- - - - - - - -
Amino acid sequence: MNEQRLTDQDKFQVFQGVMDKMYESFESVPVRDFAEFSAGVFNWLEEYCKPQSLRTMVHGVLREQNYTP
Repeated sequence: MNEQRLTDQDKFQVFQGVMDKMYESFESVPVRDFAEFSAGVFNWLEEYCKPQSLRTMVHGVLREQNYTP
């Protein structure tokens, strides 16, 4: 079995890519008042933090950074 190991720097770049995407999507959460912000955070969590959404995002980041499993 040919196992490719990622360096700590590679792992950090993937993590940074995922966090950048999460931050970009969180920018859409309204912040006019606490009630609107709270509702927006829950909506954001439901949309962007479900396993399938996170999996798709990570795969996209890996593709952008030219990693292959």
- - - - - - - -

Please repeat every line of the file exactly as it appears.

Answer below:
Amino acid sequence: MNEQRLTDQDKFQVFQGVMDKMYESFESVPVRDFAEFSAGVFNWLEEYCKPQSLRTMVHGVLREQNYTP
Repeated sequence: MNEQRLTDQDKFQVFQGVMDKMYESFESVPVRDFAEFSAGVFNWLEEYCKPQSLRTMVHGVLREQNYTP
């Protein structure tokens, strides 16, 4: 079995890519008042933090950074 190991720097770049995407999507959460912000955070969590959404995002980041499993 040919196992490719990622360096700590590679792992950090993937993590940074995922966090950048999460931050970009969180920018859409309204912040006019606490009630609107709270509702927006829950909506954001439901949309962007479900396993399938996170999996798709990570795969996209890996593709952008030219990693292959």